Risks and impacts across the value chain

The final differentiator between TCFD and TNFD recommended disclosures lies in the Risk and Impact Management category, where organizations are asked to disclose information on their processes for identifying, assessing, and prioritizing nature-related issues that occur in their direct operations (disclosure A (i)) and their upstream and downstream value chains (disclosure A (ii)). This takes a more detailed approach than TCFD, requiring organizations to have a specific handle on the different mechanisms in place to manage nature-related issues across its value chain.

The interdependence of climate and nature reporting

While there are some key differences between the frameworks, TNFD’s fourteen disclosures were designed to complement the TCFD’s disclosures, with the intention that companies will start to report their nature-related information alongside that of climate, since the two topics are inextricably linked.

It is widely acknowledged that global climate goals (such as reaching net zero emissions by 2050) cannot be met without meeting similar targets for the protection and restoration of nature (such as the 2030 goals established under the Kunming-Montreal Global Biodiversity Framework), and vice versa. Since the business community plays such a critical role in achieving these targets, organizations around the world are increasingly expected to assess and report on nature to the same extent as, and in conjunction with, climate change.

Although the TCFD has now been absorbed into the International Sustainability Standards Board’s (ISSB) reporting standards, TNFD disclosures remain separate and are to be reported alongside their counterpart climate information, such as how climate- and nature-related issues are governed, how climate- and nature-related risks are identified and managed, and so on. Companies who can effectively make these connections—which are present across every sector and region of operation to varying degrees—will be best placed to holistically manage and report on some of the largest ESG challenges the world will face in coming years.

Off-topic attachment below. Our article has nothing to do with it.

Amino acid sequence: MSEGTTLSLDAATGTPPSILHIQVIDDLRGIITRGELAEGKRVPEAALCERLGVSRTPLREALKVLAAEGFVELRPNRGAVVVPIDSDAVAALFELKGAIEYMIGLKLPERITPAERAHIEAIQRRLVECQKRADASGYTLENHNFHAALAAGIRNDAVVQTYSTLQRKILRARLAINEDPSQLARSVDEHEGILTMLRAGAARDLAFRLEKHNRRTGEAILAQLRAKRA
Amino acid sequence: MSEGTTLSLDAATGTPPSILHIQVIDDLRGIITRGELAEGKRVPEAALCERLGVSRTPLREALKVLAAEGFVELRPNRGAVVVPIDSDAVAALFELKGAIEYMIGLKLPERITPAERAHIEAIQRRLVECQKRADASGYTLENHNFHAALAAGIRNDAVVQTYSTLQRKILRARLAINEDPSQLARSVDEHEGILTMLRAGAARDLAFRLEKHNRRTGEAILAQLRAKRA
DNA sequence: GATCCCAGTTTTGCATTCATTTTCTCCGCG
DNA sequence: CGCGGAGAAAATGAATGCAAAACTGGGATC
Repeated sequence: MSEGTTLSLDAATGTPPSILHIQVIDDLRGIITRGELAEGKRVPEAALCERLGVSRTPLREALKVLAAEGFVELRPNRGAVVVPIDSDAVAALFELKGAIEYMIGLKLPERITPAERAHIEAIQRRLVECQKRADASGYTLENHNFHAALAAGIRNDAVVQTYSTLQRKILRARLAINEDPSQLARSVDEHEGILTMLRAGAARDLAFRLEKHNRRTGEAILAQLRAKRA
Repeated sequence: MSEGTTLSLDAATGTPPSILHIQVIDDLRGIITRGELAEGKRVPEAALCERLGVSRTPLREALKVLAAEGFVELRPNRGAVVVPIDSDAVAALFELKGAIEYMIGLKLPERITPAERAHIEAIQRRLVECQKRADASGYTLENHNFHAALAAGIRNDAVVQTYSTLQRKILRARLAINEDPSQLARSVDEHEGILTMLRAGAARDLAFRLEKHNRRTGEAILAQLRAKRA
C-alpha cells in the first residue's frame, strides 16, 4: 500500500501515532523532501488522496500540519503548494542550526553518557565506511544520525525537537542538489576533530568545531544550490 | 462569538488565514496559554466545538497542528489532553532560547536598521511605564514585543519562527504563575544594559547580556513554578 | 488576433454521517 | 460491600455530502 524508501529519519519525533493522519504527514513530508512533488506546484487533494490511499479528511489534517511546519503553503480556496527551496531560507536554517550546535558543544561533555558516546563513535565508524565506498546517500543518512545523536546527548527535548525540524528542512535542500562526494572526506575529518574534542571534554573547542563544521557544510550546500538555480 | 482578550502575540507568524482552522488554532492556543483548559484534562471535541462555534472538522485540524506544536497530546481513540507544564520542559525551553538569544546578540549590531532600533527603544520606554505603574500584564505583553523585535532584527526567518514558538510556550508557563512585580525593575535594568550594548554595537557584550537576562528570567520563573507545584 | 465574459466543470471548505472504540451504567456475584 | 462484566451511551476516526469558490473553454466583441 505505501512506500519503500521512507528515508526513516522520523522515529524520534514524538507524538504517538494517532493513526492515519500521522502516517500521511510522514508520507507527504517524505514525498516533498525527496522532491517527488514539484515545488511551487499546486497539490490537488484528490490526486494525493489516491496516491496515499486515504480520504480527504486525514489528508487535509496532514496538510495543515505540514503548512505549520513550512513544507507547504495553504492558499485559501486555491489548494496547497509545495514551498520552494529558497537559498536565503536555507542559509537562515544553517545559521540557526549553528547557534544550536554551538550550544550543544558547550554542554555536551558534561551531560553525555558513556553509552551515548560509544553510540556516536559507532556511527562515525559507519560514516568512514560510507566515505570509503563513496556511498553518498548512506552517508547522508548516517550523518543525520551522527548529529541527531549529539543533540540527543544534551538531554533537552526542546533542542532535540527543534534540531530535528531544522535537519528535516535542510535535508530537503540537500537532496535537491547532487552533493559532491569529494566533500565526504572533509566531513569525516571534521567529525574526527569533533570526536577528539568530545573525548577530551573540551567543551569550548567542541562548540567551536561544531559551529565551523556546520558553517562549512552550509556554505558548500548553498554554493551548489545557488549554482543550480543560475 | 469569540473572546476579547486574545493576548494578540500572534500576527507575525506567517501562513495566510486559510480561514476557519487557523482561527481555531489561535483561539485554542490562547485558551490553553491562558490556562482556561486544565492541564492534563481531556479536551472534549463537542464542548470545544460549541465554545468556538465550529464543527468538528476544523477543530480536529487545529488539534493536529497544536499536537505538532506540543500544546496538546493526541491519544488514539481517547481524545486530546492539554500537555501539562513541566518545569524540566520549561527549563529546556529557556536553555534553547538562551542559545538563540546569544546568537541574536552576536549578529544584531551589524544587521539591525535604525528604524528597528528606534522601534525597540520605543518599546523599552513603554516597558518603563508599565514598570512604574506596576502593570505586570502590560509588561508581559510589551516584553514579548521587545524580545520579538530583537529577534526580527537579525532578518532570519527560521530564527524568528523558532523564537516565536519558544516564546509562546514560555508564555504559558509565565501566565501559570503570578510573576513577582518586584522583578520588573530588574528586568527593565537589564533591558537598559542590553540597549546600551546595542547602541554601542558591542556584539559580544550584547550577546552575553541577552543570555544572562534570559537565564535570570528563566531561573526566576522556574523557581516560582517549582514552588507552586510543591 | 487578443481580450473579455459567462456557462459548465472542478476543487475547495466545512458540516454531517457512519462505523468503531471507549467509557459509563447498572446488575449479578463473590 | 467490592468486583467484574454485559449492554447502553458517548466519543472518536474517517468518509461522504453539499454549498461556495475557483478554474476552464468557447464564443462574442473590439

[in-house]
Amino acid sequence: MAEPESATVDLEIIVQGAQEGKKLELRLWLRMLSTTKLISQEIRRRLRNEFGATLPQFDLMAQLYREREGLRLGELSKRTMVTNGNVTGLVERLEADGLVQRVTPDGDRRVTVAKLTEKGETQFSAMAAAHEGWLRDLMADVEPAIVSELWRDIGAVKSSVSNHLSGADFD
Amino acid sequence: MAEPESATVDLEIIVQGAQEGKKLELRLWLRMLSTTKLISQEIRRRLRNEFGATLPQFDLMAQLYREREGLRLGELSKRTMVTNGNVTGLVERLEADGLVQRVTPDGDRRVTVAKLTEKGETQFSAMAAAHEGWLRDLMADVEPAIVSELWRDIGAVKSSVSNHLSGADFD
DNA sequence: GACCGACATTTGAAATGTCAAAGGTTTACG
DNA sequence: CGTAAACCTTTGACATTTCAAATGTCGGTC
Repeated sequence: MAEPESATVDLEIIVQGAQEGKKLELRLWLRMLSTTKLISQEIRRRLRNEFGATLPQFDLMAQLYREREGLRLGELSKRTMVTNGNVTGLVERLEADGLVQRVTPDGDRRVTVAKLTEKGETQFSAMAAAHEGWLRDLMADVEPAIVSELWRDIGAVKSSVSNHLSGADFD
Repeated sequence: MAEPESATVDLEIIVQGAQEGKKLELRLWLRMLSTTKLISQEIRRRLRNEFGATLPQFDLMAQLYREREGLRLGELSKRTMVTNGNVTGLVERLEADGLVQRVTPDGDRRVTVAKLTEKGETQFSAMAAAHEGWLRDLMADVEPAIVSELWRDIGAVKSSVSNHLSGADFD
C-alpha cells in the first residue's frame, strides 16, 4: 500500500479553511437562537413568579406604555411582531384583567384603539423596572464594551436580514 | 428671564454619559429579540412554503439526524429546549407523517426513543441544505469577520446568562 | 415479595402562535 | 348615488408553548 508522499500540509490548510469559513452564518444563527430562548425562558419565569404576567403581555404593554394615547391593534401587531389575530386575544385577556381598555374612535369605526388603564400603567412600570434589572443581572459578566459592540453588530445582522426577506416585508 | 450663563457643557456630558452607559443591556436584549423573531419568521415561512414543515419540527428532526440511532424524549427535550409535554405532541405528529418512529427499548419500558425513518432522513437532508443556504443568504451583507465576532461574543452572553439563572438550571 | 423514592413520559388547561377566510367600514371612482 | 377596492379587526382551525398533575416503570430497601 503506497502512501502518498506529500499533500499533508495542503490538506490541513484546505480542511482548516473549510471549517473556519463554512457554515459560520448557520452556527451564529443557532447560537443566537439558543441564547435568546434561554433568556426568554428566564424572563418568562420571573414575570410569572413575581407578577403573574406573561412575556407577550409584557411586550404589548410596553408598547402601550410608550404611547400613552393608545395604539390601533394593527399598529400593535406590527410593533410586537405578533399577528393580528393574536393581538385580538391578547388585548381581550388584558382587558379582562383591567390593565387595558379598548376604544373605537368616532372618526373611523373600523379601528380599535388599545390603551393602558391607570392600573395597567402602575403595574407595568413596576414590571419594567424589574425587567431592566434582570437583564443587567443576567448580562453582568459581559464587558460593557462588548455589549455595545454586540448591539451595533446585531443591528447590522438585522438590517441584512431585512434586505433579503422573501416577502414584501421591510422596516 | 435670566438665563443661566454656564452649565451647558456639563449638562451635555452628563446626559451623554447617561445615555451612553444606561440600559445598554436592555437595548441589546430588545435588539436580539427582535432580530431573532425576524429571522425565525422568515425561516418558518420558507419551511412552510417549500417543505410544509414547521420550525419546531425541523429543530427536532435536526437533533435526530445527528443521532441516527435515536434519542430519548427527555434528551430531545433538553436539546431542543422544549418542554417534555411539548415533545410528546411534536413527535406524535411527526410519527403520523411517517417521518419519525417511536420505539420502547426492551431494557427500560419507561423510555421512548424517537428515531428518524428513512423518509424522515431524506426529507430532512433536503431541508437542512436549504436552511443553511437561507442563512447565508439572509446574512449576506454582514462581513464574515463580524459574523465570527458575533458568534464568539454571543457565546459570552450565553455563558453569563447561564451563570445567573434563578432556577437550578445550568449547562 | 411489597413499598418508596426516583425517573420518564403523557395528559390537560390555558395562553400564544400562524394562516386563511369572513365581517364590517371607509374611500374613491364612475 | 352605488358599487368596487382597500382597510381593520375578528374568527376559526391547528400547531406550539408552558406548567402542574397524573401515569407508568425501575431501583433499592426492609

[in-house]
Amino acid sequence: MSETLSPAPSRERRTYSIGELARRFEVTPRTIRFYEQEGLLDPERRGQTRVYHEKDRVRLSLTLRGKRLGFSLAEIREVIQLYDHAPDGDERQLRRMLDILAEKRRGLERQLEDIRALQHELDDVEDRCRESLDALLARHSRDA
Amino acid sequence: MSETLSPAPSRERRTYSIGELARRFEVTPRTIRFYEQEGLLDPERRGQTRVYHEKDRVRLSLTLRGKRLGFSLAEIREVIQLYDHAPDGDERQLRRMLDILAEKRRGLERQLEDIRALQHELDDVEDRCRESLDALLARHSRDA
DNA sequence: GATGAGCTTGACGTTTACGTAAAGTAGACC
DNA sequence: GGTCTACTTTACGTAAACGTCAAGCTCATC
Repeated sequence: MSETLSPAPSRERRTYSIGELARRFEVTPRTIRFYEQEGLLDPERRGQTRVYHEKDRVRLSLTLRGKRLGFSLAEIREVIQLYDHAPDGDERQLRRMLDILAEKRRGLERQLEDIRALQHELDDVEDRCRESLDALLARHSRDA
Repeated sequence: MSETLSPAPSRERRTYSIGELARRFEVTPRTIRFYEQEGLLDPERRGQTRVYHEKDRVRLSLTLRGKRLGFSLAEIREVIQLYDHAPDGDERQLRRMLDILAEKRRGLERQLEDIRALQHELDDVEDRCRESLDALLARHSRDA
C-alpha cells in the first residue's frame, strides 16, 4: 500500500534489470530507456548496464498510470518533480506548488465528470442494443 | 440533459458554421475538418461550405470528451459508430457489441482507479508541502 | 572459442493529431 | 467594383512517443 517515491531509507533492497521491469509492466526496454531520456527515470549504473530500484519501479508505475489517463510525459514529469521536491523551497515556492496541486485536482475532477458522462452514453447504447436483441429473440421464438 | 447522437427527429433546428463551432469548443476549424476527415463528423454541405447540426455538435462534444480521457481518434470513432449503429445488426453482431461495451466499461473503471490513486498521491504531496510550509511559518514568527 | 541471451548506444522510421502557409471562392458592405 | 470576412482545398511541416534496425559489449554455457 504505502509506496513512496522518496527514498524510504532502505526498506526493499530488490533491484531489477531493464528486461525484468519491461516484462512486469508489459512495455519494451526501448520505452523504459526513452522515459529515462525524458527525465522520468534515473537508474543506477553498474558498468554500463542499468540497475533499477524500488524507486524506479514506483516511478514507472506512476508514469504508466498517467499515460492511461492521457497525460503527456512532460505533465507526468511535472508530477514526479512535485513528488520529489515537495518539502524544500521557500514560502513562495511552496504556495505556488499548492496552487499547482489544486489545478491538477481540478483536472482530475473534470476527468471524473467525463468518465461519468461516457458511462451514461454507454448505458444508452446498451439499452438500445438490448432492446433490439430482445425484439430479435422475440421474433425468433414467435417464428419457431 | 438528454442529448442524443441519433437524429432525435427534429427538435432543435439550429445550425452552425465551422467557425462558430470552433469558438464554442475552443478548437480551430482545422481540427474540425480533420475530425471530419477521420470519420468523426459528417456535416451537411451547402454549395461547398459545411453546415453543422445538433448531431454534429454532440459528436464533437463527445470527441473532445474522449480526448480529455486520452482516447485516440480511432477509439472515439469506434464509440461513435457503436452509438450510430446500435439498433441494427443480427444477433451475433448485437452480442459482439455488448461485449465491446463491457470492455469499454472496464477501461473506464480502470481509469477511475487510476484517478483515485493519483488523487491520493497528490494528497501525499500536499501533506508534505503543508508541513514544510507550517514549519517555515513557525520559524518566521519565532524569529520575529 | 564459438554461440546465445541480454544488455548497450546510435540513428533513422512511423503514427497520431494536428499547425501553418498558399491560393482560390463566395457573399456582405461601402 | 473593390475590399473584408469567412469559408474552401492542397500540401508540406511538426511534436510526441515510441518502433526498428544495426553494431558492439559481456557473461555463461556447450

Why every organization should prioritize TNFD reporting

So, who does all this information really apply to? Does an I.T. services company need to pay as much attention to the TNFD as a mining company? What about companies operating in jurisdictions or sectors with stronger environmental and social laws in place—should they be taking as much notice as companies whose activities cover supply chains with traditionally less regulation?

Of course, the extent of the impacts, dependencies, risks, and opportunities an organization has on nature will vary significantly based on the context of its operations. However, there is a common misconception that companies that don’t directly interact with nature for revenue generation are exempt from nature-related issues. The work of the TNFD to date proves this idea wrong by exposing the huge variety of ways nature is relevant to all businesses and the traditional measure of business success: the bottom line.

At the simplest level, business activities rely upon people, places, and resources to function. Without functioning ecosystems—which produce and reproduce natural elements and services—people, places, and resources cannot exist. As nature and biodiversity have become increasingly under threat from large-scale human activities, it is crucial for every company to recognize its contribution—however small—to the problem, and the ways it could be affected by future risk and opportunities related to nature.


ADEC ESG works with organizations around the world to help improve their ESG disclosure and reporting programs and achieve their sustainability goals. To chat with us about how we can support your organization’s nature-related programs, goals, or disclosures—including services such as TNFD Feasibility Assessments or Gap Analyses—contact our team today.


*See pages 43-46 of TNFD’s Recommendations paper for more information on how the general requirements should be applied
**Target 15 of the Global Biodiversity Framework: Businesses Assess, Disclose and Reduce Biodiversity-Related Risks and Negative Impacts
***Nature-based solutions refer to actions that protect, manage, or restore ecosystems in ways that provide benefits to both the ecosystems and affected communities at the same time.